(Writing this on Tuesday night.)
Because I have the first session of my next branding workshop tomorrow, I won’t have time to write the next installment of my posts about how to build a young audience. Which would be — will be — about how the repertoire we play needs to change.
But here’s an addition to yesterday’s post about making people feel excited and involved. It’s an email I and many others got from Anastasia Tsioulcas, about a project she’s part of at NPR, where she works. It speaks for itself, so I’ll just reprint it here:
Happy (nearly) summer, everyone!
Ever dream of participating in a world premiere of music by one of the world’s most widely beloved and celebrated composers? Here’s your big chance: yes, you, you lovely friends & colleagues. (And if you don’t want to sing, just come watch.)
To honor the 75th birthday this year of Philip Glass — perhaps the world’s most famous contemporary composer — NPR Music has commissioned Glass to create a short choral work that would be great fun for amateur and professional singers alike. Glass’ short piece is called The New Rule and features text by the medieval Sufi poet Rumi, translated by Coleman Barks. We’re lucky to have one of America’s leading choral conductors, Kent Tritle, on hand to conduct. We’ve teamed up with our friends at WQXR and WNYC, along with the Make Music New York festival and the Times Square Alliance, to make this happen.
We’re inviting the public to take part in this event on June 21, which will take place at one of the world’s most iconic locations: Times Square. (We’ll be at Duffy Square, which is the little northern wedge of Times Square near the TKTS booth & stairs.) We’ll be videotaping and recording the performance for an NPR Music Field Recording.
So: Times Square, just around the time you’ll be leaving work anyway. And if you want to sing, here’s the link to the score: http://www.npr.org/blogs/deceptivecadence/2012/05/11/152517919/come-sing-in-a-philip-glass-world-premiere-in-times-square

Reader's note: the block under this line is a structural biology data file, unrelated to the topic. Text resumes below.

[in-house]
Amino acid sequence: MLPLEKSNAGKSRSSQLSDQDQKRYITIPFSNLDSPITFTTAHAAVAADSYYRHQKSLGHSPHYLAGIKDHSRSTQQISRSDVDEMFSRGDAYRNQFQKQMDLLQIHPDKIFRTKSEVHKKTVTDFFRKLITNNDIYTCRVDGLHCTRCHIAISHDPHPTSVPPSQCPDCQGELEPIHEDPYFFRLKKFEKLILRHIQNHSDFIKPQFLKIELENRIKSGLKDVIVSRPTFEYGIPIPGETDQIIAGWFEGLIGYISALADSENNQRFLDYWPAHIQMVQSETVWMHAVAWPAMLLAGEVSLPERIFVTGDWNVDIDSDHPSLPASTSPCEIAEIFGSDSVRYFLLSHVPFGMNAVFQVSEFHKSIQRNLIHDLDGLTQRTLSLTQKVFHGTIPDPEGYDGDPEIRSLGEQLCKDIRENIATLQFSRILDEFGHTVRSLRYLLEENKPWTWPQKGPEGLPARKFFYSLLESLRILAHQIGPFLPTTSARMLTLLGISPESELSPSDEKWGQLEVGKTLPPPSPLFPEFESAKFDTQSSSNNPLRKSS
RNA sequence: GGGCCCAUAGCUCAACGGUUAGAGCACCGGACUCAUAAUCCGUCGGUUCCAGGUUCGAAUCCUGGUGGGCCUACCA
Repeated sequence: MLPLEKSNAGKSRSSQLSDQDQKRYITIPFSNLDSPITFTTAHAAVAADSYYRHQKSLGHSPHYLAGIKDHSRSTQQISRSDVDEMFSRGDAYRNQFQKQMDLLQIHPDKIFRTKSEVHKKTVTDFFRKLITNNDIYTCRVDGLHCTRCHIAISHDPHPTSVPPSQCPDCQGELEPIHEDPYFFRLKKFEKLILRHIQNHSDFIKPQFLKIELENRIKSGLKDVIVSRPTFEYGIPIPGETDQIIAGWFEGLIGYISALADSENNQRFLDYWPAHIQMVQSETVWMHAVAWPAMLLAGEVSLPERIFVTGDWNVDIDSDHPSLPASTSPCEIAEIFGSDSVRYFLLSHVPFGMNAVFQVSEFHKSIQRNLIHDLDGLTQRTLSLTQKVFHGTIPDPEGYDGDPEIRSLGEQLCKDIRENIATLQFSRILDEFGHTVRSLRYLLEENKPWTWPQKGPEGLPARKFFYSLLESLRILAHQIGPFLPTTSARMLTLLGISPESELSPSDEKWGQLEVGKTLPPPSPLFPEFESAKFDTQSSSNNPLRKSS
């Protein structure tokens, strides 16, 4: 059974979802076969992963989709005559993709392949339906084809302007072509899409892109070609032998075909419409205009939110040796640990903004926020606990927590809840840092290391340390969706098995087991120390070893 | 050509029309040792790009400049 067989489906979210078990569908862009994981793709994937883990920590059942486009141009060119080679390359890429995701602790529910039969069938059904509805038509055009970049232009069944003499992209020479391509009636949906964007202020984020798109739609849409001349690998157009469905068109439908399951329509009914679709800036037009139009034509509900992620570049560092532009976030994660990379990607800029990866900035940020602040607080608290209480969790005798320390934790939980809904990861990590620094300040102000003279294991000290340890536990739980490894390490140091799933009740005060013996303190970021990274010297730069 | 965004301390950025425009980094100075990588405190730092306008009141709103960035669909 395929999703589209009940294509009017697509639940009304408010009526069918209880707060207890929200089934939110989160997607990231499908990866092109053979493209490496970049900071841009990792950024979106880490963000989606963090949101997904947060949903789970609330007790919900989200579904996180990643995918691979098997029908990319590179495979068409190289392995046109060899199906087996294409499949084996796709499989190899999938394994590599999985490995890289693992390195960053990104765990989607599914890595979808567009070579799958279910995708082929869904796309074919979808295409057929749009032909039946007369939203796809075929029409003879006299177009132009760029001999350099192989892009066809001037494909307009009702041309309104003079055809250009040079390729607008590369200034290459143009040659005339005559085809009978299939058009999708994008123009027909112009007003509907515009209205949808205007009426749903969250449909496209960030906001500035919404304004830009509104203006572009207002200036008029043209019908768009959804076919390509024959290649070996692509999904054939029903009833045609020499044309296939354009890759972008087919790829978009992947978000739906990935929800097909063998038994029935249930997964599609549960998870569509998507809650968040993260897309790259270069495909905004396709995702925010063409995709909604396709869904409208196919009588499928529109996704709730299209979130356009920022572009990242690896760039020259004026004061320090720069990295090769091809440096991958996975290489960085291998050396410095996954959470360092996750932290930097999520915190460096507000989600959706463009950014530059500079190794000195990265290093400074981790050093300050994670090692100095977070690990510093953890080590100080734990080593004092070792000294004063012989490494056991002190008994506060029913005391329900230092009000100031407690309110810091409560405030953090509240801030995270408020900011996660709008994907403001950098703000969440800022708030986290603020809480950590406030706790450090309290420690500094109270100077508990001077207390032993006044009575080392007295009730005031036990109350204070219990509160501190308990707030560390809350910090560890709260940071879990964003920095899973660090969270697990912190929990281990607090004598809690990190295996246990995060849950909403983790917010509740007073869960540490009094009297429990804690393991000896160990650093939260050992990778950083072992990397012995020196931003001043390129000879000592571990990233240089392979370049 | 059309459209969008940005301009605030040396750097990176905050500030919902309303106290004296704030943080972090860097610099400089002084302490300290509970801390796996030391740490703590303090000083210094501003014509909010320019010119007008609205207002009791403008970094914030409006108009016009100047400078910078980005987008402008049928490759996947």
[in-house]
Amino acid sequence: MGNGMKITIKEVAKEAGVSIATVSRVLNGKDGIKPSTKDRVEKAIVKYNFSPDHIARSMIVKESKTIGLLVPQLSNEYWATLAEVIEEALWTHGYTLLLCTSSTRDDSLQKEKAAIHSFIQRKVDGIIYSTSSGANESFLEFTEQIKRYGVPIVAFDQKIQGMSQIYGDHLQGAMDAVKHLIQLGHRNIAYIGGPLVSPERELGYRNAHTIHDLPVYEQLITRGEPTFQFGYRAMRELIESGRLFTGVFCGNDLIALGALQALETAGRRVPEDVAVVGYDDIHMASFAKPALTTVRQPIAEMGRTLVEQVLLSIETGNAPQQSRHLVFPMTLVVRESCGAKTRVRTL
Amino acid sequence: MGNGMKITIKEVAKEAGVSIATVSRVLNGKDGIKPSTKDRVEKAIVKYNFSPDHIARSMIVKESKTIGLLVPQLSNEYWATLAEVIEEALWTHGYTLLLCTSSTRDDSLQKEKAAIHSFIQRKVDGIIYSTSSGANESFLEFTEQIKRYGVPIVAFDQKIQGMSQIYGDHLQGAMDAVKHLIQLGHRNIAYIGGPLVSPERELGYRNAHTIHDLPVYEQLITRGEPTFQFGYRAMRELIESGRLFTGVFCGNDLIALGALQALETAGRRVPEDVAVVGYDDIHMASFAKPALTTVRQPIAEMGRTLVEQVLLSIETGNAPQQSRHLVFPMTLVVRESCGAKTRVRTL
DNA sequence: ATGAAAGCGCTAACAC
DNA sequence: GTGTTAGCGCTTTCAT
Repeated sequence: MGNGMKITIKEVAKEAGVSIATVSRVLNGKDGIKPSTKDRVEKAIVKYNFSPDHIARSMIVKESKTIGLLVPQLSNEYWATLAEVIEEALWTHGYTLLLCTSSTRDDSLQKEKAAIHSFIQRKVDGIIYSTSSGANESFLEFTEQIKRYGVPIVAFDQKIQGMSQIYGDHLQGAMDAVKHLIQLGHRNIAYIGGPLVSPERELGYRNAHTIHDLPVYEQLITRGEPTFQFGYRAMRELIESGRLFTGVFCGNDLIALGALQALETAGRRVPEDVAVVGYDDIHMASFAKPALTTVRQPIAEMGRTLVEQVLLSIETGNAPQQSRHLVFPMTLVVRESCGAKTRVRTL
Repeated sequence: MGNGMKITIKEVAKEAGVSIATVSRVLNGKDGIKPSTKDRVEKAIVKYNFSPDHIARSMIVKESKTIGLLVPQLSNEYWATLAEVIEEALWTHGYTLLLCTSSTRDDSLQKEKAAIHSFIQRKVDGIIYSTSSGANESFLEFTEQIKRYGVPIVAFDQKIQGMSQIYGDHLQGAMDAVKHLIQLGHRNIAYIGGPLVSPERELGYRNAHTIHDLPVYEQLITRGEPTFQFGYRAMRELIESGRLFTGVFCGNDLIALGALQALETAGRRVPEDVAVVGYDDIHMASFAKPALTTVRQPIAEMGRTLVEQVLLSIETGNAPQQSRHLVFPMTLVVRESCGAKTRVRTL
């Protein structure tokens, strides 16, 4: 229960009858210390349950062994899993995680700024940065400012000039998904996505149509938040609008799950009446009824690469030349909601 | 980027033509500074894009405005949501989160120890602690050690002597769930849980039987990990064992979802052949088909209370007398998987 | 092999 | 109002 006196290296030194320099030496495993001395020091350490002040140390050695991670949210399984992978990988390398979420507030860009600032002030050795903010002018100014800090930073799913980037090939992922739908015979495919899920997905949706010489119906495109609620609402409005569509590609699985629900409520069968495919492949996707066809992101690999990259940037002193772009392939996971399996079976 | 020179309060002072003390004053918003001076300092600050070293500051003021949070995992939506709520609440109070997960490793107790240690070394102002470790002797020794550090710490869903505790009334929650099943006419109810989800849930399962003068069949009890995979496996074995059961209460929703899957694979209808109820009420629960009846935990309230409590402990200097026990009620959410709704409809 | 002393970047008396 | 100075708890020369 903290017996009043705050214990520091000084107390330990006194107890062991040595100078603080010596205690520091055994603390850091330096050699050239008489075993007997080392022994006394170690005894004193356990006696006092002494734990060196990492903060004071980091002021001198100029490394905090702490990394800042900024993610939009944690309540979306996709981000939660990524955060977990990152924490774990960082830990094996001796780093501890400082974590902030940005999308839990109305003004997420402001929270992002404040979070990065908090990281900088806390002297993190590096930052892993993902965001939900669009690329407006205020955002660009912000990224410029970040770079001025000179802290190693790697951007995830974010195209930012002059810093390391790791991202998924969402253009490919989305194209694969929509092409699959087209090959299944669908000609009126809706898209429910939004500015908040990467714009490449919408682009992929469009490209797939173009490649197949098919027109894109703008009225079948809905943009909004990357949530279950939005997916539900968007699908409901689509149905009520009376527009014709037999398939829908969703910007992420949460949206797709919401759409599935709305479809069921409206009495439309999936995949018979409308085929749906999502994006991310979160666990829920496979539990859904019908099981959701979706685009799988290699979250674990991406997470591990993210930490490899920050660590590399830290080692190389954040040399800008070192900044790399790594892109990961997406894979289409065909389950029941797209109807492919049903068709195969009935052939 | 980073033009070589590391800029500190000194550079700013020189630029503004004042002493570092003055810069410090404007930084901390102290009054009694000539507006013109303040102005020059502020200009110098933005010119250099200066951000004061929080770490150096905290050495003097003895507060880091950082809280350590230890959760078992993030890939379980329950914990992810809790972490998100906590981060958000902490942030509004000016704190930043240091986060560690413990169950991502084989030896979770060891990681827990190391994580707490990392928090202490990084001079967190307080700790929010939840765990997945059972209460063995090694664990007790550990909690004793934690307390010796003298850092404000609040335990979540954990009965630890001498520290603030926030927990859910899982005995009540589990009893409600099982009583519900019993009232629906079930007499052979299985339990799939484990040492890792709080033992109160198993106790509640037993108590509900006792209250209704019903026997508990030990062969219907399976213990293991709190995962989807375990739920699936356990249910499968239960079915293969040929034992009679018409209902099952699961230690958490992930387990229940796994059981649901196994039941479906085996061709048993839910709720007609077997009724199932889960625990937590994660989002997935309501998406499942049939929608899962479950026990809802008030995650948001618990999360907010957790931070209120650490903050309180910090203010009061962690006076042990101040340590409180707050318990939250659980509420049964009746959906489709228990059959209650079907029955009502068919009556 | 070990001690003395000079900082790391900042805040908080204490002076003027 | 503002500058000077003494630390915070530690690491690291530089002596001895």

You’ll be there, right? And tell your friends: the more, the merrier. RSVPs (via the link just above) very much appreciated.
Every classical music institution (and maybe even soloists and ensembles) should be doing things like this. Understanding, of course, that “things like this” covers a lot of ground, and that there’s no reason to imitate what NPR has done. Find your own way of getting your community to join you in making music.
One thought. Benjamin Britten’s wonderful opera Noye’s Fludde, which tells the story of Noah and the ark, was written for an entire town to perform. Or, anyway, a large number of musical people in a town. Teenage girls play Mrs. Noah’s friends (her “gossips”), dozens of kids can be the animals, with the littlest kids playing the smaller ones (squealing “Kyrie eleison” as they march unevenly onto the ark).
The orchestra includes a handbell choir, which British towns would have had in 1957, when the opera was written. There are parts for beginning string players, violinists who only play on the open strings. There are parts for recorders, which many kids back then learned to play. You need a couple of grownup singers, baritone and mezzo, to be Noah and Mrs. Noah, and someone with a fine speaking voice and a decent rhythmic sense to be the Voice of God. But otherwise, it’s a piece with a part for just about everyone, including the audience, who join in singing hymns.
(The text, by the way, is a medieval mystery play, hence “fludde” for “flood.” I’ve modernized the names for simplicity’s sake.)
It really is a wonderful piece. I played the Voice of God in a production in Boston in the 1960s. (And no, that didn’t go to my head; I was a singer then, and wished I’d been chosen to be Noah. I hope my speaking voice was good enough for the role I did play!) And I loved every minute of rehearsals and performances. In the past decade, reencountering the piece on Britten’s recording, I loved it just as much.
So there’s something an orchestra or opera company could do (if they can find a handbell choir), to involve their community.
Or why not commission a composer to write a new piece that works the same way? With, maybe, some of the local rock bands, instead of a handbell choir. Or however the composer wants to do it. The possibilities are truly endless, and I’m surprised that — in Britten’s wake — pieces like Noye’s Fludde didn’t spring up all over.